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JOURNALISTS in Turkey called for international solidarity today after the jailing of four reporters who last month broke the story about two Kurdish men being dropped from a military helicopter.
Mesopotamia Agency (MA) news editor Sedat Yilmaz warned that the Turkish state wanted to cover up the crimes committed by soldiers who threw agricultural workers Osman Siban and Servet Turgut from the aircraft on September 11.
The incident occurred as Turkish forces terrorised villagers in the largely Kurdish Van province, forcing them to kneel in the village square and show their identification.
The soldiers threatened to execute the villagers and burn down their homes if they dared to report the news of the helicopter incident.
Without access to phones, it took the residents two days to locate Mr Turgut, who died from his injuries after 20 days in intensive care, and Mr Siban, who remains in a critical condition.
Photos of Mr Siban’s injuries caused outrage, prompting Turkish security services to apply serious pressure on the MA office in Van, Mr Yilmaz said.
“Other than us, nobody investigated the incident,” he said. “Most media organisations presented the news as ‘allegations’ despite our statements, records and evidence.”
Some columnists had criticised the agency, others ignored the story altogether, he added.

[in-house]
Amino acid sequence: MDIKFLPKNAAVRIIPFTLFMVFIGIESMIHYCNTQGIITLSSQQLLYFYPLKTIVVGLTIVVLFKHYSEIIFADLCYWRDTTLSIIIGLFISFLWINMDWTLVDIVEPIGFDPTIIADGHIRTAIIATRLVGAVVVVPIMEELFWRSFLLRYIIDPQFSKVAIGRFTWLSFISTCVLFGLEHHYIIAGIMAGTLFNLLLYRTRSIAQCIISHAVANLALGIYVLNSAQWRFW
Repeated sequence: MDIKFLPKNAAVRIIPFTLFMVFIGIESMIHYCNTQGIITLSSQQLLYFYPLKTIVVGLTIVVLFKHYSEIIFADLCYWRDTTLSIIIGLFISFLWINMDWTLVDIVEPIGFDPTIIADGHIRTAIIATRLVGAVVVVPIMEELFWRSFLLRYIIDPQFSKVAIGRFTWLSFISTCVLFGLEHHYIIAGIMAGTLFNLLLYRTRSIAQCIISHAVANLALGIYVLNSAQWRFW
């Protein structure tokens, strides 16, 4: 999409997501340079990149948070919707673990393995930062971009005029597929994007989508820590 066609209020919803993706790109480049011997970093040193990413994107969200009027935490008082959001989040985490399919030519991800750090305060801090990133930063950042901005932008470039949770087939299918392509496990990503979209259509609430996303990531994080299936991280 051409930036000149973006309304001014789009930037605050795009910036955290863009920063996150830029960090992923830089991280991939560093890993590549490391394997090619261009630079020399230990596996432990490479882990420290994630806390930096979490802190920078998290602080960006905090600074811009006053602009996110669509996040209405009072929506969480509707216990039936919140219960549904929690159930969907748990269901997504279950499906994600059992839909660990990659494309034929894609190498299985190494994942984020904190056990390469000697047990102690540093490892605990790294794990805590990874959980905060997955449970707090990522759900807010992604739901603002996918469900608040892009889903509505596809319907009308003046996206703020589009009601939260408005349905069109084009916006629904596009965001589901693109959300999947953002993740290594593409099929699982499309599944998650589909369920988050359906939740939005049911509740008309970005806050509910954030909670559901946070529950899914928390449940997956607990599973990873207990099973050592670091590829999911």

Last week the four who broke the story — MA journalists Adnan Bilen and Cemil Ugur, Jin News reporter Seheriban Ali and journalist Nazan Sala — were detained in police raids. On Friday they were jailed by the prosecutor.
But while those who reported the atrocities are behind bars, the soldiers accused of killing Mr Turgut and injuring Mr Siban remain free.
They are being investigated by the same prosecutor who jailed the journalists, prompting accusations of a bid to cover up the incident by the Turkish state.
“You can no longer seek rights or recourse to the law in this country. Those who do are charged with ‘working against the state’ and punished,” Mr Yilmaz said.
“The silencing of the press eliminates freedom of expression, ends the right to receive information and forces journalists to self-censor.”
Dilan Babat from Jin News said that its journalists went to the scene and investigated the incident, proving that the men had not fallen from the rocky mountain in an accident — as claimed by the authorities.
She said the agency had been targeted for exposing crimes committed by the state and showing the truth to the people, unlike other media organisations which ignored the atrocities.
Turkey has more journalists in jail than any other country, with a third of the world’s total. Accurate figures are hard to ascertain, but journalist organisations estimate some 200 media workers are behind bars.
Letters can be sent to:
Adnan Bilen: Van Yuksek Guvenlikli Kapali Ceza İnfaz Kurumu/VAN, Turkey
Cemil Ugur: Van Yuksek Guvenlikli Kapali Ceza İnfaz Kurumu/VAN, Turkey
Sehriban Abi: Van T Tipi Cezaevi/VAN, Turkey
Nazan Sala: Van T Tipi Cezaevi/VAN, Turkey
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